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Insider Only Playoff Analysis: Breaking down the Penguins play on special teams in Game 4

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PITTSBURGH PENGUINS PLAYOFF ANALYSIS

SPECIAL TEAMS
ROUND 1, GAME 4
By Dave Fryer, Contributor to InsidePittsburghSports.com

For the first time in the series, Pittsburgh lost the special teams battle in Game 4. This was despite having power-play ace James Neal back in the line-up, the addition of Brooks Orpik to the penalty kill, and an improved game from defensive forward Brandon Sutter. But a large reason for the deficit was the disparity in power-play opportunities.
The Penguins power play only took to the ice twice, whereas the Islanders got four cracks at it. Pittsburgh took too many badly-timed penalties – a recurring theme over the past three games – and New York, on the other hand, adjusted into a more-disciplined game after getting burned by the Pittsburgh power play in Game 3.

PITTSBURGH PENGUINS POWER PLAY
Power Play Goals = 0
Power Play Opportunities = 2
Power Play Percentage = 0%
Power Play Shots = 2
5-on-3 Situations = 0 opportunities, 0 goals, 0 shots
Shorthanded Chances = 0 shots allowed, 0 goals against
Minutes of Power Play Time = 4:00
Power Play Faceoffs = 3 of 5, 60%
Primary 1st unit = Crosby, Malkin, Letang, Kunitz, Iginla
Primary 2nd unit = Neal, Martin, Morrow, Niskanen, Jokinen
Power Play Goal Scorers = none
Analysis:
The Penguins were 1-for-4 on the PP in Game 2, their other loss in the series. That was the only time they have gone three-straight power plays without converting in this series, as they scored on their maiden opportunity that night and failed the rest of the way. Game 4 could have played out much differently had Pittsburgh converted on one of their two chances with the man advantage, or more likely, had gotten to that magical third chance. Credit the New York Islanders on that for staying out of the box, as NYI had already taken three rounds of power plays before Pittsburgh got their first attempt. The Penguins are going to need to draw more penalties and treat each opportunity with a little more urgency in order to restore their edge in this area.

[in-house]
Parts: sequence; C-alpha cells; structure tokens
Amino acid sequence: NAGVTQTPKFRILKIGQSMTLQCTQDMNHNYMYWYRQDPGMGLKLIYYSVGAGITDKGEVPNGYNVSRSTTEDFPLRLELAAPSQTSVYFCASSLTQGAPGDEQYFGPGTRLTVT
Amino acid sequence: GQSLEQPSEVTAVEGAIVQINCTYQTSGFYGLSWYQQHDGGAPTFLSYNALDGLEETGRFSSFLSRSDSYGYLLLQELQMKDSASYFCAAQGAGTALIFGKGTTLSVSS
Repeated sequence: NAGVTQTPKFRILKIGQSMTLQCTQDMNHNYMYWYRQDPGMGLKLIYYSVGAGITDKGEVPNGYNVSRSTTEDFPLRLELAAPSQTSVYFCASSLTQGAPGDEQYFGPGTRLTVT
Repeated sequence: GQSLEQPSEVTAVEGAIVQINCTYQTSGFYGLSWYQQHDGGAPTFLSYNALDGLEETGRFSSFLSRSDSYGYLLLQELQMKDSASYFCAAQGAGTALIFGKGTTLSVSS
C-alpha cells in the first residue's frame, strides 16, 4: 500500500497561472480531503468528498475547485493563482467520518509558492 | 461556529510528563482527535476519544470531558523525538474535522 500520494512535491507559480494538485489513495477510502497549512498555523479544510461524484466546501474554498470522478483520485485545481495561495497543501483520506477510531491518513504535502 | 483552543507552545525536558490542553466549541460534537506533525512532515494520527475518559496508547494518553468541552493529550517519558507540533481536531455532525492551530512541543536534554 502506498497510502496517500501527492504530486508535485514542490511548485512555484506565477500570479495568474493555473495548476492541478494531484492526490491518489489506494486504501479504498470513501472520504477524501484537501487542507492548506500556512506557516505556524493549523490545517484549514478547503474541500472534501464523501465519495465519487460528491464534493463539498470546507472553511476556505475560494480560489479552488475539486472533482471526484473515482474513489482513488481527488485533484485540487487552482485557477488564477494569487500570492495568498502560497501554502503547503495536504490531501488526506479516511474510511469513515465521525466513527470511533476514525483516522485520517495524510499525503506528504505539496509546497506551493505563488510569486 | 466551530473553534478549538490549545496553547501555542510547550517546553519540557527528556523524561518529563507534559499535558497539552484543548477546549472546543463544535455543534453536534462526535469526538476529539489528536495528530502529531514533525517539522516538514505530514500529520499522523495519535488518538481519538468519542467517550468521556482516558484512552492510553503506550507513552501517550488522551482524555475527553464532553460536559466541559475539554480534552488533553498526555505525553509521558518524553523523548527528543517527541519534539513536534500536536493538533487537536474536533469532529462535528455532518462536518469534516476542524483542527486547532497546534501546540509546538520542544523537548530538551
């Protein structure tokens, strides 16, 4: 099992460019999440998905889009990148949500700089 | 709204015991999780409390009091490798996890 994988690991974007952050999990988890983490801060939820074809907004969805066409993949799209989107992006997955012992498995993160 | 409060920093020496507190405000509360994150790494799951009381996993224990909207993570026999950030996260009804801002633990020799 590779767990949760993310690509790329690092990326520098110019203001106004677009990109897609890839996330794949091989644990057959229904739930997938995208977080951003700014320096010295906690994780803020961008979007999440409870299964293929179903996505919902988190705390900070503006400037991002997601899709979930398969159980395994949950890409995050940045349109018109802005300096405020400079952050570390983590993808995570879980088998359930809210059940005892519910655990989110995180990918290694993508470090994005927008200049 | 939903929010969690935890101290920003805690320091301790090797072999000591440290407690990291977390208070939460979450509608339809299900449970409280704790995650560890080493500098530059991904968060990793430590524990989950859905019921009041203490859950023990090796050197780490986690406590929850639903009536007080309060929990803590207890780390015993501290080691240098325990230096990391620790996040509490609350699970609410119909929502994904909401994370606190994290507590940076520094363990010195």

Game 4 was the first time the Penguins was ever able to employ the line-up they did. Injuries to Sidney Crosby, Evgeni Malkin, Paul Martin, and then to Neal and Orpik in the playoffs overlapped with the acquisitions of Jarome Iginla, Brenden Morrow, Jussi Jokinen, and Douglas Murray. With everyone finally healthy enough to play, Pittsburgh was able to put their full contingent of players on the ice. There was talk that the depth and talent on the roster would call for Dan Bylsma to utilize two balanced power-play units. However, we did not see this attempted in Game 4. In fact, a full second unit never even touched the ice together.
The return of Neal posed questions as to what changes may happen with the top unit. Chris Kunitz would have been a candidate to get bumped off that squad, but his two PPGs in Game 3 made that move irrational. Iginla had slid down to the second unit for portions of Game 3, but his powerful, right-handed shot is difficult to replace without a complete overhaul to the structure of the top unit. So in the end, Bylsma chose to make no significant changes in personnel. Kunitz and Letang ran a shorter shift than the others on the first power play of the game, sending Neal and Martin over the boards to join the trio of Crosby, Malkin, and Iginla. That trio actually stayed out for the duration of the advantage.
The personnel were altered slightly on the second power play opportunity, mainly due to who was fresh. A group consisting of Malkin, Neal, Kunitz, Letang, and Martin ran much of the time after Crosby and Iginla came off the ice early. Crosby returned for the final 20 seconds, skating with Martin, Niskanen, Morrow, and Jokinen. That group was able to get set and then generated a good shot from Martin as the penalty expired.
Overall, the primary unit on the ice – regardless of its members – supplied some pressure and won a lot of battles for loose pucks, but they slipped back into an ad-lib configuration instead of the set structure that was more effective earlier in the series. Malkin was much more active again, which always seems to force players into different areas. At one point, Malkin ended up on the left side, and Crosby found himself at the point before migrating to the front of the net. The creative abilities of those players allow for some improvisation, but the overall skills coming from five different players calls for the group to get back to a known game plan again.

PITTSBURGH PENGUINS PENALTY KILL
Power Play Goals Allowed = 1
Power Play Opportunities = 4
Penalty Kill Percentage = 75%
Power Play Shots Allowed = 4
5-on-3 Situations = 0 opportunities, 0 goals, 0 shots
Shorthanded Chances = 1 shot, 0 goals
Minutes of Shorthanded Time = 6:31
Shorthanded Faceoffs = 3 of 6, 50%
Analysis: